What is Dieselgate?
Back in 1999, it was announced that the US EPA Emission Standards would be changing. The limits to the amount of nitrogen oxide (NOx) each vehicle was legally allowed to produce was going to decrease. There was to be a phasing-in period to allow car manufacturers to curb their diesel emissions, with the law coming fully into effect in 2009.
Dieselgate refers to the actions of car manufacturing company Volkswagen, who had programmed vehicles to activate certain emission controls during testing. These allowed the vehicles to fall under the legal US diesel emissions standards during regulatory testing, while actually emitting up to 40 times the amount of nitrogen oxide the rest of the time.
VW Dieselgate began when a study found differences in the diesel emissions of Volkswagen vehicles in the US and in Europe. The study was commissioned by the International Council on Clean Transportation (ICCT), who analysed the Volkswagen emissions for 15 vehicles, with data coming from three separate sources.
Initially, Volkswagen denied any purposeful wrongdoing, saying that the discrepancies in the results were because of a technical glitch. However, in January 2017, VW changed their statement and pled guilty to rigging their vehicles with devices that would alter diesel emissions. They signed an agreed Statement of Facts explaining how the engineers had deliberately concealed the use of these devices. In response, a US federal judge ordered Volkswagen to pay a fine of $2.8 billion.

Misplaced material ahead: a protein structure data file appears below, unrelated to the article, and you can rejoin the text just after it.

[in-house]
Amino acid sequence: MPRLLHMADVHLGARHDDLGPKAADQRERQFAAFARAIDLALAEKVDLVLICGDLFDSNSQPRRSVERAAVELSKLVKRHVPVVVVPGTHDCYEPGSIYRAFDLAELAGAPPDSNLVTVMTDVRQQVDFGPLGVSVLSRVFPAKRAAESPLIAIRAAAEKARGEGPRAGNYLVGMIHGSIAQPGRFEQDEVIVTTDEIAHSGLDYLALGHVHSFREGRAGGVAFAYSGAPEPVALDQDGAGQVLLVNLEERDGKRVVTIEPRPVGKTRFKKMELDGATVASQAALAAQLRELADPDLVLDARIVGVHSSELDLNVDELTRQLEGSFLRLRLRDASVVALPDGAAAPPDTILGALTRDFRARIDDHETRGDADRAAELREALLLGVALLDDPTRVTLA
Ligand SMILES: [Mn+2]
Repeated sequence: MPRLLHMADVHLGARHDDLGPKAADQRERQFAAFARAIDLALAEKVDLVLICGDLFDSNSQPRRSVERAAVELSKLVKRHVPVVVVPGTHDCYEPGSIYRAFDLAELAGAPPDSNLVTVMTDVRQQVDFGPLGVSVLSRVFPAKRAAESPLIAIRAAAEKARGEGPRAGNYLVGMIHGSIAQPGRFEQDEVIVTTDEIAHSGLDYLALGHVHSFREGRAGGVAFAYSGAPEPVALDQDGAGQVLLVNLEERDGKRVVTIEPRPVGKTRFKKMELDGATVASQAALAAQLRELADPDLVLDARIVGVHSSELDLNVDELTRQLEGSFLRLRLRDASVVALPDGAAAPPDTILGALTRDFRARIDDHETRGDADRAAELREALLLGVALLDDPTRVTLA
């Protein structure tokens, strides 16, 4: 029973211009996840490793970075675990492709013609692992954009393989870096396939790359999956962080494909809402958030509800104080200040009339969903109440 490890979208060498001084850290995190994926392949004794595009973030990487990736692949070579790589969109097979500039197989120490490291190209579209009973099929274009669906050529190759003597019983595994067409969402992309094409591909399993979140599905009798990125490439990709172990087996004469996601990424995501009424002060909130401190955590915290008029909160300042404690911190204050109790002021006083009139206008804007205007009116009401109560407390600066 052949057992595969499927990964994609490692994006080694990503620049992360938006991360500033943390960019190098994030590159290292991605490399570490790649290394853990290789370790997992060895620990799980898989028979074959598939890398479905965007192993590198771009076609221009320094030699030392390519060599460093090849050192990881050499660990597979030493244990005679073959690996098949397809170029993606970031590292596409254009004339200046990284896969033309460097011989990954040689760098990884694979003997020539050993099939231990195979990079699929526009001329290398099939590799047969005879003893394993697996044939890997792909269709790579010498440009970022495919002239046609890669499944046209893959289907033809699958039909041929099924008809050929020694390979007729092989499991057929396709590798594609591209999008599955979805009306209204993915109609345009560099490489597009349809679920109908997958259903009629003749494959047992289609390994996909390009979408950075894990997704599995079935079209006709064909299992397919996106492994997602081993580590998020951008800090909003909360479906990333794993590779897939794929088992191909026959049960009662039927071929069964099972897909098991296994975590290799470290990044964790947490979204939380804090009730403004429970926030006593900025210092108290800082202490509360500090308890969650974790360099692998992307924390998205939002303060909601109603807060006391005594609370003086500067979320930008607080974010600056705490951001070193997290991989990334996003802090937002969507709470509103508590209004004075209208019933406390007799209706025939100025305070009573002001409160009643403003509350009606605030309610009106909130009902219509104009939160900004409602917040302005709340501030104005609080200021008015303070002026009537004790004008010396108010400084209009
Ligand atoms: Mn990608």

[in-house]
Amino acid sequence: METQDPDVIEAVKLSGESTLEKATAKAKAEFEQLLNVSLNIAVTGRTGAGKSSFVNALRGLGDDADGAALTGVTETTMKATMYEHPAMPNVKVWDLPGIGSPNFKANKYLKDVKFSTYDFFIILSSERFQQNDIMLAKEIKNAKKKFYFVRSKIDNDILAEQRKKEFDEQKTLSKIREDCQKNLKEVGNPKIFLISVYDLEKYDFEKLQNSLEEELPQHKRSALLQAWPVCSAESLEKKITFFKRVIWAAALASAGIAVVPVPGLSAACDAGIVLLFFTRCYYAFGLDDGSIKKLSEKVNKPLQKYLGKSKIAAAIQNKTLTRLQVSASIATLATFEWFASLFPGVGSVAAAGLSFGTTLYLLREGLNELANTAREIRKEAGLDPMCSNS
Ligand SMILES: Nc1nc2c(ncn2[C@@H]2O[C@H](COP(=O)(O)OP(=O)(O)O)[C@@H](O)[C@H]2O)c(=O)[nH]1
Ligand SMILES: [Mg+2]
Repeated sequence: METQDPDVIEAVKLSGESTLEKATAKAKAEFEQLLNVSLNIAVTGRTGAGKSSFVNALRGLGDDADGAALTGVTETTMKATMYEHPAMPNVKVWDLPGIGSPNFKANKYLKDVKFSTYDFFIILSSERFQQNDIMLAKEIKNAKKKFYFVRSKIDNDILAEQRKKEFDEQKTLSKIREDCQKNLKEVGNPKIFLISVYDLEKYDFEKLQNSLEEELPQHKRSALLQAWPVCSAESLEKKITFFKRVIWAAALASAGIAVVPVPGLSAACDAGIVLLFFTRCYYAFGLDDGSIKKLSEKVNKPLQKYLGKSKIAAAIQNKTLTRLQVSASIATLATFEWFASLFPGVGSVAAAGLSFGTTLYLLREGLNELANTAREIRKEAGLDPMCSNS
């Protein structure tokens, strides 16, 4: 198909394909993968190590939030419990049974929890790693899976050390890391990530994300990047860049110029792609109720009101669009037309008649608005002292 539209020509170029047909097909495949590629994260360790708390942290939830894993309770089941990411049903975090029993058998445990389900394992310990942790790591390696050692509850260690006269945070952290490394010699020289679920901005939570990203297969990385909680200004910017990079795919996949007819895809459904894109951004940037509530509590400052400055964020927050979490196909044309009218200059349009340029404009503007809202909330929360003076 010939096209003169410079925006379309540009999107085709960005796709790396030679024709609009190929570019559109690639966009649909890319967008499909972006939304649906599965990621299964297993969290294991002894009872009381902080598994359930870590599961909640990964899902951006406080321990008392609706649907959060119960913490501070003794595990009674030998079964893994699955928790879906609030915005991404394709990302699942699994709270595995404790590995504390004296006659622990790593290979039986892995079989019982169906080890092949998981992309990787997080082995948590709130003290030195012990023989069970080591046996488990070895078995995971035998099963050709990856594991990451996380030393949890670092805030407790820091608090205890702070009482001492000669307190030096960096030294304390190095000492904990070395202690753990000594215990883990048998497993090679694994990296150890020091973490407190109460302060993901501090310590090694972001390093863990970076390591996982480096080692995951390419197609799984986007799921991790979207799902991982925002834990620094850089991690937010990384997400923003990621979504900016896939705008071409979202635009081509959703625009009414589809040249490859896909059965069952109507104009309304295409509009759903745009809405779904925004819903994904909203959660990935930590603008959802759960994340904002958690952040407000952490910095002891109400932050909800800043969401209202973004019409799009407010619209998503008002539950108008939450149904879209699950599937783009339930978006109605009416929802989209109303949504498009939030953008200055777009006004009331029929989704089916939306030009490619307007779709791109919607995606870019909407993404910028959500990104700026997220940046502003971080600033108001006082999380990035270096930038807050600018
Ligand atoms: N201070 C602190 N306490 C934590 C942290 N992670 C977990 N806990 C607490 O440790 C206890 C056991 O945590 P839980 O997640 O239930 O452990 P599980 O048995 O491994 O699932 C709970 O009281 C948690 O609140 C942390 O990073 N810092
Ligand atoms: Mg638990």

It was revealed that the Volkswagen emissions were rigged in almost 11 million cars worldwide through model years 2009 to 2015. In 2015, VW announced that they would be refitting all of the affected, which includes 5 million of their own branded diesel vehicles, 2.1 million at Audi, 700,000 at SEAT, 1.2 million at Škoda, and a further 1.8 million commercial vehicles.
Other Diesel Emission Scandals
As a result of Dieselgate, the diesel emissions of other car manufacturers fell under scrutiny. It was revealed that numerous other companies were making vehicles that exceeded legal emission limits in real world driving conditions. Further studies by the ICCT in collaboration with the ADAC (General German Driving Club) revealed those with the biggest variation in results. The worst offenders were Fiat, Citroën, Hyundai, Jeep, Renault and Volvo. Further investigations have been opened to investigate whether any further tampering with diesel emission results has occurred.
Tackling Diesel Emissions
In line with the stricter emissions limits set by the EPA Emissions Standards in the US, the UK is also reportedly responding to the need to curb diesel emissions. According to Government aides, Chancellor Philip Hammond will be either increasing road tax for diesel drivers, increasing diesel fuel duty, or introducing a new sales tax on diesel vehicles. Rather than pay the addition costs, drivers of old diesel drivers are being encouraged to participate in diesel scrappage schemes. Drivers who do so will be rewarded with £2,000 or more to put towards a new vehicle. Details are expected later this month, while further action against diesel emissions is expected in March 2018.
If you’re worried about the harmful emissions being emitted by your vehicles or would like to more closely manage the surcharges you expect to face, the likes of a fuel management tracking system can help.
The image shared in this article has been published by Marco Verch under Creative Commons License 2.0 and no changes were made.